That number will increase considerably in the coming weeks, and the Biden administration has initially committed to taking in 30,000 refugees. However, these early pronouncements have galvanised right-wing politicians who staunchly oppose immigration, and most zealously, Muslim immigration. Even more, the revitalised debate around Afghan (i.e., Muslim) immigration will give legs to populist and xenophobic elements on the right, a debate that will certainly continue into the upcoming midterm and presidential elections.
Beyond the heavily politicised wedge in Washington that is immigration, the Afghan refugee crisis has prompted novel questions about the US's role in addressing it. These questions centre around an ethical imperative for a nation that spawned millions of Afghan refugees with war, and will cause millions more after a reckless departure that opened the door for the Taliban. The very same outfit that, public media savvy and posturing aside, the Bush administration made the first targets of the global War on Terror.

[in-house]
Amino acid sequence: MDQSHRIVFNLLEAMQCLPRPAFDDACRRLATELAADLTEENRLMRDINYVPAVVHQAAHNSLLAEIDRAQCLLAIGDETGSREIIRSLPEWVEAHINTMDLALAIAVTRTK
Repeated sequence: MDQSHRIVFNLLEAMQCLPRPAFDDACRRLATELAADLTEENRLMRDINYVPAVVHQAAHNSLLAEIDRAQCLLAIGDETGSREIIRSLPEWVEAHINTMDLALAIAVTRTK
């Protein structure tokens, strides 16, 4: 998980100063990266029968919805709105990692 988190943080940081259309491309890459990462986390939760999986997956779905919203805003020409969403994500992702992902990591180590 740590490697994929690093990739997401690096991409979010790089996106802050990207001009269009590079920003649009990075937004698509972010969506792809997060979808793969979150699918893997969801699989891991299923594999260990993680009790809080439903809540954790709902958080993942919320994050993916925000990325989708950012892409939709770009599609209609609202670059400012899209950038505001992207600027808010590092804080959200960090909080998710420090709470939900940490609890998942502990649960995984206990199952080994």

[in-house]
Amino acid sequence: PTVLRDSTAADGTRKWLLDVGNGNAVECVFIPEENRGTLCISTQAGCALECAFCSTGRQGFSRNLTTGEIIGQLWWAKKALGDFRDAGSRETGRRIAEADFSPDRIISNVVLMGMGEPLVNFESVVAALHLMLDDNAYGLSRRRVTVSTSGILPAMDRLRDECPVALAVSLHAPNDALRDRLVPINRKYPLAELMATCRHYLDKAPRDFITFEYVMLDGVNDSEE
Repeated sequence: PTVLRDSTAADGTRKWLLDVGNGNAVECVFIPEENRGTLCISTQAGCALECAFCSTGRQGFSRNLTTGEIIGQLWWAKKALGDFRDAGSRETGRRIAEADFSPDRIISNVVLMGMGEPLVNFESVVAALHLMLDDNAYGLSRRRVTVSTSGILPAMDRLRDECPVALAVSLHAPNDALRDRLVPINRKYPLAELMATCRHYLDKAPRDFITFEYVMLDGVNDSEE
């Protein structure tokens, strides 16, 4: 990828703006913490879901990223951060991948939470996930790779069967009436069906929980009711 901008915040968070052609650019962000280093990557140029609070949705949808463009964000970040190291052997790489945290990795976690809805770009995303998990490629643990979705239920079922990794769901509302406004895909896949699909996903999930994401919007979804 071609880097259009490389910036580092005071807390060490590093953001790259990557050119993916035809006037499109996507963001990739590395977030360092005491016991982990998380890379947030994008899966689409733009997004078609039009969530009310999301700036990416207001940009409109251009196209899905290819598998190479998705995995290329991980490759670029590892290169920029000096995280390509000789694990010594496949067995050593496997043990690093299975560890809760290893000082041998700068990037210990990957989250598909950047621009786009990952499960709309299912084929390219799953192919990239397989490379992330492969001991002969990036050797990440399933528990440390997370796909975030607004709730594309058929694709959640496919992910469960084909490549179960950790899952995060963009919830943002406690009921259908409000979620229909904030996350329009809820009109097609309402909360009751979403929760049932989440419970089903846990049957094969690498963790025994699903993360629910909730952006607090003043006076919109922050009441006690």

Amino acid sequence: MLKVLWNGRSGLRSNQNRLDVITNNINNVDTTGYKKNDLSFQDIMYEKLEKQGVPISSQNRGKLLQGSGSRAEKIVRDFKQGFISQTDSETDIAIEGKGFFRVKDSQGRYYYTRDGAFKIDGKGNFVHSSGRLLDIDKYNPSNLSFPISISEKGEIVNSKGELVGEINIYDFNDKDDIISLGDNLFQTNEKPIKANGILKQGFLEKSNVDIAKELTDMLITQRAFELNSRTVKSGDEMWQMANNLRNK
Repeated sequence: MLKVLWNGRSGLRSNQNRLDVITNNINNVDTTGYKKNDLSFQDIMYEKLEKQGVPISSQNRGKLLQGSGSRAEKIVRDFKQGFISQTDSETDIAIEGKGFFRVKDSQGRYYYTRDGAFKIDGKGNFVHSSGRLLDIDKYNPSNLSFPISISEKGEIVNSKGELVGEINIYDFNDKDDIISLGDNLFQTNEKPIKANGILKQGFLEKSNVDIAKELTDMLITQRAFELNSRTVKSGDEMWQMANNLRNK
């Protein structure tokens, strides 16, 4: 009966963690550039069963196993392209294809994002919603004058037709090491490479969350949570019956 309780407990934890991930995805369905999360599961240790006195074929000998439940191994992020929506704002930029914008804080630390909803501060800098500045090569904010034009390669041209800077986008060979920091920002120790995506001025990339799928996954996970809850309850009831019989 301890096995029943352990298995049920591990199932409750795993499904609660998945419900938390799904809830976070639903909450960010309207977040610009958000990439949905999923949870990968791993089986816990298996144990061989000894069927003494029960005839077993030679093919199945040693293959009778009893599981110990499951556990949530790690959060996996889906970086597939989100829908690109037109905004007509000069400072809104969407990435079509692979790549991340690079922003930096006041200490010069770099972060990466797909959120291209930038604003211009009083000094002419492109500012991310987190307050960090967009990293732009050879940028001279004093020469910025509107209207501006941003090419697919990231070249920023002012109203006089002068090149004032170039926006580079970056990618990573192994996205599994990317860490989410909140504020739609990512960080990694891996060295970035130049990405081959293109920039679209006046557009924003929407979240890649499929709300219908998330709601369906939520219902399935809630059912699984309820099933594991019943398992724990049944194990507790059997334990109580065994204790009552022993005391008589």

The Taliban is back, stronger than before, and the surge of Afghans fleeing their rule is explosive. While too early to assess the exact number of refugees, the number of domestically displaced and those seeking to flee the country will swell the population of more than two million Afghans seeking a permanent safe haven.
Even before the Taliban's recent rise to power, thousands of refugees were languishing in legal flux. A majority of them lived in nearby Pakistan, with the remaining population scattered in nations across the world.
Despite its role in spearheading the War in Afghanistan, and maintaining a military occupation that spanned four presidential administrations, the United States hosts just 0.3 percent of the world's Afghan refugees. The vast majority are not refugees in the traditional sense, but SIV recipients who were granted that status because they worked with American troops during their war effort.